Should You Focus on Voice Search in 2021 and Beyond?
For several years, voice search has been positioned as one of the biggest shake ups in the SEO industry.
Initially, it failed to live up to the early hype due to a lack of adoption and access to the enabling technology.
However, as sales of technology that encourages voice search (i.e. smart speakers), has grown and people have become more accustomed to talking to machines, is now the time to integrate it fully into your SEO strategy?
Find out below…
- What is voice search?
- How does voice search work?
- How are people using voice search?
- How does voice search work for e-commerce?
- How to optimise for voice search results
What is voice search?
This might seem a simple question, but it’s crucial to differentiate between voice search and voice command.
- Voice search, in its truest form, is the act searching on a traditional search engine, using your voice. This is normally started with “Hey Siri”, “OK Google”, or using the microphone icon next to the search bar on Google.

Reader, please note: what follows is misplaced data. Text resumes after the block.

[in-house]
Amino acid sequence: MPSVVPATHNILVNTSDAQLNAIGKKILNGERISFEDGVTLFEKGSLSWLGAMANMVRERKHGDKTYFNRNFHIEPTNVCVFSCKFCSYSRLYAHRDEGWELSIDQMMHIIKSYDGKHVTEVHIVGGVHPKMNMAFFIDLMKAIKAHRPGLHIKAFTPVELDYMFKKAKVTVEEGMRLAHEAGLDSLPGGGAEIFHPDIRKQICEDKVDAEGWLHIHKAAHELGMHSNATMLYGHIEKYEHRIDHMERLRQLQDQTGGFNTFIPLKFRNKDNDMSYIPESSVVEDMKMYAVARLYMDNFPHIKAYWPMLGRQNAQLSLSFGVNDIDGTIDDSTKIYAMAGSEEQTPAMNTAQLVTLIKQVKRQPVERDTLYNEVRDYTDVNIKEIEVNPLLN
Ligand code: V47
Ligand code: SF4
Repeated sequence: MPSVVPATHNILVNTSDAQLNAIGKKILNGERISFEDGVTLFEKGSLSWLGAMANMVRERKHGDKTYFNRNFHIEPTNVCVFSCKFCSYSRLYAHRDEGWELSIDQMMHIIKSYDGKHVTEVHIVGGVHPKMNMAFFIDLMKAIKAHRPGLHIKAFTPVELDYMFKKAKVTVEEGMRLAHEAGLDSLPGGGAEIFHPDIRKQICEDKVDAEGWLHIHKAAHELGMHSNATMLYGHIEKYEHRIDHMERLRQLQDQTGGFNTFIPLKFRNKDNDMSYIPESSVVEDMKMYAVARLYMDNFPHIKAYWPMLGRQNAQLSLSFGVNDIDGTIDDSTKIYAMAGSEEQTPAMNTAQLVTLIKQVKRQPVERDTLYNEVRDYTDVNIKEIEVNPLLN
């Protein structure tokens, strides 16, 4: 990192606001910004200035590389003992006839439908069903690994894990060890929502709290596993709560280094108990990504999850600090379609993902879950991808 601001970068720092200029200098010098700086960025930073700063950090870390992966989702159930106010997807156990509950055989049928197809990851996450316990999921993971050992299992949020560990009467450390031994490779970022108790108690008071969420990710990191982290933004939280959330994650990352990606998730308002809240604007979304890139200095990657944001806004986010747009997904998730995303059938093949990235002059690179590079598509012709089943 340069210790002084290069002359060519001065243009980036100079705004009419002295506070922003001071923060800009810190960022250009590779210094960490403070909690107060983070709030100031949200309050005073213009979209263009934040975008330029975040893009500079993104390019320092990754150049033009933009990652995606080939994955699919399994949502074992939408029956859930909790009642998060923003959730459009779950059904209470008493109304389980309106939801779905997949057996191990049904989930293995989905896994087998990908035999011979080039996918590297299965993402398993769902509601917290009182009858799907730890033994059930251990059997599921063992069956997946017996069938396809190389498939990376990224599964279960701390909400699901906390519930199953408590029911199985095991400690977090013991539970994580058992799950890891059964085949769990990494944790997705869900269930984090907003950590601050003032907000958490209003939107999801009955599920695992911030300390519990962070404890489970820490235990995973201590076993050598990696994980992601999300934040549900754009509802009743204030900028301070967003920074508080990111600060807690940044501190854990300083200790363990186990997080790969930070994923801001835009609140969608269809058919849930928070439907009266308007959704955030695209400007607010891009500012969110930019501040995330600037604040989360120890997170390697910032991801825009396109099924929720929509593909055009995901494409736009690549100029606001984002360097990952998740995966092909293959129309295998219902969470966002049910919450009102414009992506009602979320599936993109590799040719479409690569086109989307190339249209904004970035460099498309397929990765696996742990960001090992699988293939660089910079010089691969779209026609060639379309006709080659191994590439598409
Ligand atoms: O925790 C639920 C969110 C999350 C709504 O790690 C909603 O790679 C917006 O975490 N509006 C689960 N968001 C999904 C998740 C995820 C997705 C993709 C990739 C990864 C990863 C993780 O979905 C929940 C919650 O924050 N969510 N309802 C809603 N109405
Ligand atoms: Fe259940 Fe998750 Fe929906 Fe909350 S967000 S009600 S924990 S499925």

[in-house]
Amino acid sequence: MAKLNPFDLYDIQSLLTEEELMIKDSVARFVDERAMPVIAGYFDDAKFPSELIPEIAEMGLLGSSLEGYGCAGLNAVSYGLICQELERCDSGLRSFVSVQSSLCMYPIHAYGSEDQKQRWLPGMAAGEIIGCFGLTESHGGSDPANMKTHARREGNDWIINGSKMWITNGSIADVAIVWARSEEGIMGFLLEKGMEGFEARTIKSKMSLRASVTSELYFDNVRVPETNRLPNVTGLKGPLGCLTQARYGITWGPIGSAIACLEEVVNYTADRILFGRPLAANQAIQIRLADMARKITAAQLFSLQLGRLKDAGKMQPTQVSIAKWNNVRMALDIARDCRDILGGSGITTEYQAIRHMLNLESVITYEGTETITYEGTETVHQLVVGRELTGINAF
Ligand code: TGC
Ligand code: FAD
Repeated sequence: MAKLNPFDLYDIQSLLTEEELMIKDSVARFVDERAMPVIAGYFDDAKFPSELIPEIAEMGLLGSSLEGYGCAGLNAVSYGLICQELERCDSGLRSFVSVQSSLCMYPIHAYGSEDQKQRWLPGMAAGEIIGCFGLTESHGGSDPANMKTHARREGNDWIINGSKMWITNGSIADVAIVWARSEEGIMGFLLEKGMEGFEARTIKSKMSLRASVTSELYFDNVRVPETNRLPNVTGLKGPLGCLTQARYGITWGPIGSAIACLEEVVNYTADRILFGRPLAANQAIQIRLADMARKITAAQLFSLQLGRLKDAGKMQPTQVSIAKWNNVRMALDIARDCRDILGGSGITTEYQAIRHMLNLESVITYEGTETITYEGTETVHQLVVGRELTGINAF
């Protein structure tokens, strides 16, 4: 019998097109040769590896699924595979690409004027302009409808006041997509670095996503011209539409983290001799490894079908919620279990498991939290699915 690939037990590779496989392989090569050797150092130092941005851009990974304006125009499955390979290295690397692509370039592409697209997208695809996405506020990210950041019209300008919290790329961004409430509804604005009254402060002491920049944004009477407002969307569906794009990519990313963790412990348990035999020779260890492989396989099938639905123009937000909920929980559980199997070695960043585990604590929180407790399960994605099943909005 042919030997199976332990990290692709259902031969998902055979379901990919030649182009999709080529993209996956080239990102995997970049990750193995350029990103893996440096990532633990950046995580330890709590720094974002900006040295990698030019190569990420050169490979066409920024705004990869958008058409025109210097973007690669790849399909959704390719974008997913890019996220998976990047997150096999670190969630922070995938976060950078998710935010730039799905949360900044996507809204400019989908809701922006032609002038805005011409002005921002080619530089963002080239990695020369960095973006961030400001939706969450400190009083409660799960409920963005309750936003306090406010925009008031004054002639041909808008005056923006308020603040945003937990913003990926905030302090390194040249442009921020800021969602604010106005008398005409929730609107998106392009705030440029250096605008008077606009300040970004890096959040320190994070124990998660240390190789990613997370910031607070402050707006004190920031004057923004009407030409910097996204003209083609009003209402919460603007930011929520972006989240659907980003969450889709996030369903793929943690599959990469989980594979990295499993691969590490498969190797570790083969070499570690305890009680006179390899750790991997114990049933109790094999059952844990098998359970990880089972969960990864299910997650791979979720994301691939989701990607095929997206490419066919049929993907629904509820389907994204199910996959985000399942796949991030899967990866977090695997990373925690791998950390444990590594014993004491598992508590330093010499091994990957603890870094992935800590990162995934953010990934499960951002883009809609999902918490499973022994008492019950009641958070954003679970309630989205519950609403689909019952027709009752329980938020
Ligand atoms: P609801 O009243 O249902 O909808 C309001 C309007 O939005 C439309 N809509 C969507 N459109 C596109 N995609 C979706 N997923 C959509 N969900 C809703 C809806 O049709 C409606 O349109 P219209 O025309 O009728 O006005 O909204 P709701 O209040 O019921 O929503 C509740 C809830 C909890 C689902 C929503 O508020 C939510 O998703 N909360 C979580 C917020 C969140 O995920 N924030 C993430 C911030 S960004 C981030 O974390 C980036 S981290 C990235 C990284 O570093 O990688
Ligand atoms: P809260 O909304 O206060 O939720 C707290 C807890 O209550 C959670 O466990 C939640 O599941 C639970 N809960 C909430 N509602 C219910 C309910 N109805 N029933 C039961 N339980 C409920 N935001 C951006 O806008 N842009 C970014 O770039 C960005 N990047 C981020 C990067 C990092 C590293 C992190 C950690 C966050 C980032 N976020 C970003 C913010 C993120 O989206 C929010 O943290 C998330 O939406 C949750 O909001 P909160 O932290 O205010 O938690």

- Voice commands are the orders we bark at our smart speakers, our Alexa’s, Google Nests etc. in which we ask them to play music, turn on our lights, or simply let us know what the weather is going to be like today.
Understanding the difference between the two enables us to identify the potential impact each can have on performance and the actions that can be taken to maximise results.
How does voice search work?
Essentially, voice search works like traditional text-based search, as your device takes the audio request, transcribes it in to text and searches as it would do if you had typed it in.
However, the manner in which voice search returns the results works in three different ways:
Screen based voice search
This returns the traditional search result with the same look and feel of a traditional text-based search.
Screen-less voice search
In this instance, search engines will return a result as a spoken response.
This happens in cases where there is a featured snippet owned by a specific site. Your device will read the snippet as the response to your question.
On the go
These results rely on Google’s Answer Engine. The result is returned directly from Google, with a site providing the source.
These are normally how answers to questions such as: “How old is Barack Obama?”, “What year did the moon landing happen?” etc. where a specific, factual answer is needed, Google returns them direct.